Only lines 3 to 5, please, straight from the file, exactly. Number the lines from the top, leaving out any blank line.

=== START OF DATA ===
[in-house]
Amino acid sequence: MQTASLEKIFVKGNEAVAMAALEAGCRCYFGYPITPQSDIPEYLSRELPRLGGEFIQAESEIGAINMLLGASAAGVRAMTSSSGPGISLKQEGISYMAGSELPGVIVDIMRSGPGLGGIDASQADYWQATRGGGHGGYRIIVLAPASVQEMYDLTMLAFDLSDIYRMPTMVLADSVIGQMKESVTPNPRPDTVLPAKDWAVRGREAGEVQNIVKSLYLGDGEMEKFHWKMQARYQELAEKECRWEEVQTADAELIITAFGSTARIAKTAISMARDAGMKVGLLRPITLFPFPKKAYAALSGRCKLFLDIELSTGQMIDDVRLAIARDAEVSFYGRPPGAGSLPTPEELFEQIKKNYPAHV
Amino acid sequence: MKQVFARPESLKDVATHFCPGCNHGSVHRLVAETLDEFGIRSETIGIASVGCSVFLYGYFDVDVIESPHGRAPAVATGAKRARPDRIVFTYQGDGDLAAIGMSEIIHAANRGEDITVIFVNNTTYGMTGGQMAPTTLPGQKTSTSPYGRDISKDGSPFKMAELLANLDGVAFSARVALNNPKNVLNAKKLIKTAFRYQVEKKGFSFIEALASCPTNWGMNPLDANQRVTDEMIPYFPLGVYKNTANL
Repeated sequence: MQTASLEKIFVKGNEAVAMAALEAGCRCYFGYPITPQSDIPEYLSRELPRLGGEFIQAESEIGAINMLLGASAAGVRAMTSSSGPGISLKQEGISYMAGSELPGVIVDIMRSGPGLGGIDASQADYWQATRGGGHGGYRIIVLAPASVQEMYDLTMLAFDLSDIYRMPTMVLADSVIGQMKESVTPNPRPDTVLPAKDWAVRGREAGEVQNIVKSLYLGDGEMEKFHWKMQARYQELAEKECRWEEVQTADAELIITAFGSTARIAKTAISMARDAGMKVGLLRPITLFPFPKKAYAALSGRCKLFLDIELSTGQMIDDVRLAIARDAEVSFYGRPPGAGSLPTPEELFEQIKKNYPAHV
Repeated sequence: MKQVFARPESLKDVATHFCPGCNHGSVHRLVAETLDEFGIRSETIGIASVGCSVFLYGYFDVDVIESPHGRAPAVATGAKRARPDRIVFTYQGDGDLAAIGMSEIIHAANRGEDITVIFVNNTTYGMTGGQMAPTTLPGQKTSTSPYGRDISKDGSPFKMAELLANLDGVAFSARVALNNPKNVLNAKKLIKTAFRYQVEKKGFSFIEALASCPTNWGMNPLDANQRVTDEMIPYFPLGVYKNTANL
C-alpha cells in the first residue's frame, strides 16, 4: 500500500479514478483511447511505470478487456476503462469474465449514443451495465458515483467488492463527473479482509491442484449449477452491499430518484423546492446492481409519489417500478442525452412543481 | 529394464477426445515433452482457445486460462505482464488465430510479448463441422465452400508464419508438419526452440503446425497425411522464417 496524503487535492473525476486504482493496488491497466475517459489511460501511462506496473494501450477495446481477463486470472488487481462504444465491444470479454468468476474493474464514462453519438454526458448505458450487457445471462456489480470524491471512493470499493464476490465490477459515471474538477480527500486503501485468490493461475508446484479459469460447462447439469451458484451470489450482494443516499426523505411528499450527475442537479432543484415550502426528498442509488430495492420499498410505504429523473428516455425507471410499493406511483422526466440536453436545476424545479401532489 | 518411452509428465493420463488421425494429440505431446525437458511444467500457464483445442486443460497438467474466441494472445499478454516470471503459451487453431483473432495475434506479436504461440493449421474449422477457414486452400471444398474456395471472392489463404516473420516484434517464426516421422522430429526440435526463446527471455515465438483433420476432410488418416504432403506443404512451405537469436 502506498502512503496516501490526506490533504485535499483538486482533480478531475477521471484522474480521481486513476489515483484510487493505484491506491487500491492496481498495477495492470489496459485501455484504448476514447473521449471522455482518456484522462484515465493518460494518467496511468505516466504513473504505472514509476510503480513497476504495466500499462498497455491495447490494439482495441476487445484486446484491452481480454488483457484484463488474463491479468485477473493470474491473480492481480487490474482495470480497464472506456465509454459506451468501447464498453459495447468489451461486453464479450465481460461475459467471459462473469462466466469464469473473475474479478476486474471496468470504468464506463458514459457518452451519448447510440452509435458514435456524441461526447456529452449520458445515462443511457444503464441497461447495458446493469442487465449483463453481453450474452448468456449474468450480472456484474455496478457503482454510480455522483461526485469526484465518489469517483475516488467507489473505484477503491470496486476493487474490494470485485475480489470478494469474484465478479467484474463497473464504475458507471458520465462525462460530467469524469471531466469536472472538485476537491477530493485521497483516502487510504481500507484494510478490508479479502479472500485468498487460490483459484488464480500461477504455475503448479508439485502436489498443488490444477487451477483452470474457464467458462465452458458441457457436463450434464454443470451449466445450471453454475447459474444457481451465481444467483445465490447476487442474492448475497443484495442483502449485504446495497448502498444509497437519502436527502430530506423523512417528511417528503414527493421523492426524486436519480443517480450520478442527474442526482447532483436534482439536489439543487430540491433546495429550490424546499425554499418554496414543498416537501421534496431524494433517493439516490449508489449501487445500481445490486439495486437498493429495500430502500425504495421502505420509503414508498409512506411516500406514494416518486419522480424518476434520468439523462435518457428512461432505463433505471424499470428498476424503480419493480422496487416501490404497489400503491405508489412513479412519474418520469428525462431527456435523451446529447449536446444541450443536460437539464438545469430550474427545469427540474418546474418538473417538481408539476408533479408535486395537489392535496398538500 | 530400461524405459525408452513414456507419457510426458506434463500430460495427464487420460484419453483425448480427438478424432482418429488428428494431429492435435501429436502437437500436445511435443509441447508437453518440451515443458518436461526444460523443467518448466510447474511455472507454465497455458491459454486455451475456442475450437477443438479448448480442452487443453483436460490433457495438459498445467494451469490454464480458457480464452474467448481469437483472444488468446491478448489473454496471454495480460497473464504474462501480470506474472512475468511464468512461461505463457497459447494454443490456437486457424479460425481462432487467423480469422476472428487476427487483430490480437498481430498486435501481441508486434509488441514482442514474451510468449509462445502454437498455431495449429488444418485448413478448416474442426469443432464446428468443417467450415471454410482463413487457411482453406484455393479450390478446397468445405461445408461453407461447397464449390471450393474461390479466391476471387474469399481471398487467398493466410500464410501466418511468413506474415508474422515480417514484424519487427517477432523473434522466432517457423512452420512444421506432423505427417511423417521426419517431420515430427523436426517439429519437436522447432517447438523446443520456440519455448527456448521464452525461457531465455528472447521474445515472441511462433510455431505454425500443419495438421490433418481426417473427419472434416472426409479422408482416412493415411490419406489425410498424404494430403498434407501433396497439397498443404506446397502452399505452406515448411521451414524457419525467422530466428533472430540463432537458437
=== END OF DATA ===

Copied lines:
Amino acid sequence: MKQVFARPESLKDVATHFCPGCNHGSVHRLVAETLDEFGIRSETIGIASVGCSVFLYGYFDVDVIESPHGRAPAVATGAKRARPDRIVFTYQGDGDLAAIGMSEIIHAANRGEDITVIFVNNTTYGMTGGQMAPTTLPGQKTSTSPYGRDISKDGSPFKMAELLANLDGVAFSARVALNNPKNVLNAKKLIKTAFRYQVEKKGFSFIEALASCPTNWGMNPLDANQRVTDEMIPYFPLGVYKNTANL
Repeated sequence: MQTASLEKIFVKGNEAVAMAALEAGCRCYFGYPITPQSDIPEYLSRELPRLGGEFIQAESEIGAINMLLGASAAGVRAMTSSSGPGISLKQEGISYMAGSELPGVIVDIMRSGPGLGGIDASQADYWQATRGGGHGGYRIIVLAPASVQEMYDLTMLAFDLSDIYRMPTMVLADSVIGQMKESVTPNPRPDTVLPAKDWAVRGREAGEVQNIVKSLYLGDGEMEKFHWKMQARYQELAEKECRWEEVQTADAELIITAFGSTARIAKTAISMARDAGMKVGLLRPITLFPFPKKAYAALSGRCKLFLDIELSTGQMIDDVRLAIARDAEVSFYGRPPGAGSLPTPEELFEQIKKNYPAHV
Repeated sequence: MKQVFARPESLKDVATHFCPGCNHGSVHRLVAETLDEFGIRSETIGIASVGCSVFLYGYFDVDVIESPHGRAPAVATGAKRARPDRIVFTYQGDGDLAAIGMSEIIHAANRGEDITVIFVNNTTYGMTGGQMAPTTLPGQKTSTSPYGRDISKDGSPFKMAELLANLDGVAFSARVALNNPKNVLNAKKLIKTAFRYQVEKKGFSFIEALASCPTNWGMNPLDANQRVTDEMIPYFPLGVYKNTANL